Friday, March 30, 2007

The Kangaroo Skinner's Trial

It's ironic that a former kangaroo skinner was subjected to a kangaroo trial, but it appears that the United States government has agreed to effectively release Australian David Hicks with a promise not to talk to the media for a year or profit from his story.

His potential 20-year sentence ended up being 7 years, with all but nine months suspended. It looks like he'll be free by New Year's. The Australian government is not pleased with the process accorded their citizen, but it seems that everyone's agreed to accept the minimal sentence to get it over with and get Hicks out of US custody (but not US custody, because if he was in US custody he would be subject to US laws and US courts, which he is not; while also not being subject to international laws or international courts. You can see why the Aussies might take issue with our "process").

The other angle of this story is that congress and the Supreme Court are both likely to substantially alter the Military Commissions Act that the GOP rammed through in the closing days of the last congress. My guess is that when everything is said and done, Hicks' conviction will be erased, at least according to his own government, and the lasting sanctions in his sentence (no profit from his story) will be ignored. He probably also can't be compelled to testify against others because of his irregular treatment, but we'll have to see what the ultimate shape of the rules of evidence is in the tribunals.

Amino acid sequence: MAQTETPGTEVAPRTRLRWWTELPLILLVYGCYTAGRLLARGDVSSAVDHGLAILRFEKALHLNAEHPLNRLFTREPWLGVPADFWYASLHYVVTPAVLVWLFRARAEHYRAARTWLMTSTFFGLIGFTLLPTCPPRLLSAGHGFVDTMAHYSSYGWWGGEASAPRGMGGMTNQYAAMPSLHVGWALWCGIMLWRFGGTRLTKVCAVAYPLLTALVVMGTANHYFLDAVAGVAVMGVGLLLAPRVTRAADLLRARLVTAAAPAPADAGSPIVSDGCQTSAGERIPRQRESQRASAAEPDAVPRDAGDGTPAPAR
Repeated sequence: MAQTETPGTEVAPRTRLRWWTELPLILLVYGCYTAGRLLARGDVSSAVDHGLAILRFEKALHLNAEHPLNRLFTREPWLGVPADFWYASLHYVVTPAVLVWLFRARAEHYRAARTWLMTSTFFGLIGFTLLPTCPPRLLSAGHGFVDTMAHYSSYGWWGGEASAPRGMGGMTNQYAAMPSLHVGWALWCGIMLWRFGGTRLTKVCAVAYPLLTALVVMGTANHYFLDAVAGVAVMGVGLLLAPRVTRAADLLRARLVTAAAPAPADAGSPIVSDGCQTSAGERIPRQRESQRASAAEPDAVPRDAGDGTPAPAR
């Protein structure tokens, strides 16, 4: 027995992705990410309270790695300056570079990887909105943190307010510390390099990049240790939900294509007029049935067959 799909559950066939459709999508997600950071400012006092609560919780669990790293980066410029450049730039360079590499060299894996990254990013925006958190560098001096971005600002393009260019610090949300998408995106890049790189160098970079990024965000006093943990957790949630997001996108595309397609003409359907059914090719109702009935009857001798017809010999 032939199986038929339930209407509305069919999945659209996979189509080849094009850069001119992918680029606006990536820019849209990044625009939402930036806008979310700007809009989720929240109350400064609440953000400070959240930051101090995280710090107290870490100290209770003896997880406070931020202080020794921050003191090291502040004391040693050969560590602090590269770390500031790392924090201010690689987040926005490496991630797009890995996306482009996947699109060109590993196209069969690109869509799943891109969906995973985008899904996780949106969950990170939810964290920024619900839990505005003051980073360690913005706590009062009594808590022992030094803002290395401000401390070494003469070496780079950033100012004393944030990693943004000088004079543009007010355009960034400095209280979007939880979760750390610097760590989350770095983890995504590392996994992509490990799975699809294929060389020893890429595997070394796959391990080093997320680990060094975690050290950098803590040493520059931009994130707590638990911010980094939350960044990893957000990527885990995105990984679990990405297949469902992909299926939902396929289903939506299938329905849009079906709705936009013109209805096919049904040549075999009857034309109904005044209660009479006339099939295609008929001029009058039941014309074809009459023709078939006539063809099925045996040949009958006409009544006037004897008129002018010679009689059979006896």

My guess is that in a fair court, the testimony of a person who was held in Guantanamo conditions for five years would be considered tainted. God knows who he implicated and why, but a defense lawyer should--in a fair court--be able to raise doubts about the origins of his claims in light of the evidence of torture at the facility.

And this is not to suggest that Hicks doesn't have valid testimony to give against others. That's the problem with what we've done at Guantanamo and other prisons around the world. We have dangerous criminals in our custody; we have evidence that can be used to build cases to keep those people in legal custody for the remainder of their lives in many cases. But we've tainted the elements required to such an extent that we will have to choose whether we believe in the rule of law or the rule of the terrified.

I know where I stand, even if I hate the outcome.

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